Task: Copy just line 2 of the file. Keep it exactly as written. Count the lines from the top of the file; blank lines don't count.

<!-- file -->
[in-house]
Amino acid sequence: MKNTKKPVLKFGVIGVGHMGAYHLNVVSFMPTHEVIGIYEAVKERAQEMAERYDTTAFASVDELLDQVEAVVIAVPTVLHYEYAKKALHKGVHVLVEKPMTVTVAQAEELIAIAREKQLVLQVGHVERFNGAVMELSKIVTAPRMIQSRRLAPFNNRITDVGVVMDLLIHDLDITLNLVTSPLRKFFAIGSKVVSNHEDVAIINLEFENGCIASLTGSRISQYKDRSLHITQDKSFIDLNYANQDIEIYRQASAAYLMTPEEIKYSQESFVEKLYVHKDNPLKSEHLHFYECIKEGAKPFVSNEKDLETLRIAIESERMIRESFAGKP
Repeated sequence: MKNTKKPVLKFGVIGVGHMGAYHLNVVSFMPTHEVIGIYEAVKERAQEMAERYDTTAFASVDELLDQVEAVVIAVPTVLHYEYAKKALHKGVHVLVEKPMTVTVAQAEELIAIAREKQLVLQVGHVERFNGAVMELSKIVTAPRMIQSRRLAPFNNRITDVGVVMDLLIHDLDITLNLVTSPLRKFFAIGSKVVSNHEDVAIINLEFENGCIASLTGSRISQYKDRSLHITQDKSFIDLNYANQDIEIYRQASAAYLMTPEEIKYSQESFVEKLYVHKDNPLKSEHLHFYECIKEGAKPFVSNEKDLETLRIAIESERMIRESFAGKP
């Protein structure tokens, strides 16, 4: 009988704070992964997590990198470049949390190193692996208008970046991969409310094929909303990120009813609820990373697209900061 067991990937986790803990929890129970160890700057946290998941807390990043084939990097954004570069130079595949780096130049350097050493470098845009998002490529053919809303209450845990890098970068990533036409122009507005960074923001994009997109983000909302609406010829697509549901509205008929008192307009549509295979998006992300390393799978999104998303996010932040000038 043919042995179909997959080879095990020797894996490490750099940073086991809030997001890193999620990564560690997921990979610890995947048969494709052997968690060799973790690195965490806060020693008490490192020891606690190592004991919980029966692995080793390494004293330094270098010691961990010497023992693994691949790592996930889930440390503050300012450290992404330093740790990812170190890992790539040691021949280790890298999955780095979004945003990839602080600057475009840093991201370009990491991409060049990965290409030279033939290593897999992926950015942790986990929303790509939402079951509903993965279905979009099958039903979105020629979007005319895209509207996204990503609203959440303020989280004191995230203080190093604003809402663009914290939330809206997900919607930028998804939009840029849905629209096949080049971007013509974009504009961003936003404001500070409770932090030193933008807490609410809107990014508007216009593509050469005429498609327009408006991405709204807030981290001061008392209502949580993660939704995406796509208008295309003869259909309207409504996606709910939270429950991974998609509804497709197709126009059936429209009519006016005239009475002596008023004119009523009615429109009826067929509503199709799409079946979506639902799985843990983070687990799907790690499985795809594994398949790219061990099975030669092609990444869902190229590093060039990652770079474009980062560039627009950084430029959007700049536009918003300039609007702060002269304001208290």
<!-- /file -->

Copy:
Amino acid sequence: MKNTKKPVLKFGVIGVGHMGAYHLNVVSFMPTHEVIGIYEAVKERAQEMAERYDTTAFASVDELLDQVEAVVIAVPTVLHYEYAKKALHKGVHVLVEKPMTVTVAQAEELIAIAREKQLVLQVGHVERFNGAVMELSKIVTAPRMIQSRRLAPFNNRITDVGVVMDLLIHDLDITLNLVTSPLRKFFAIGSKVVSNHEDVAIINLEFENGCIASLTGSRISQYKDRSLHITQDKSFIDLNYANQDIEIYRQASAAYLMTPEEIKYSQESFVEKLYVHKDNPLKSEHLHFYECIKEGAKPFVSNEKDLETLRIAIESERMIRESFAGKP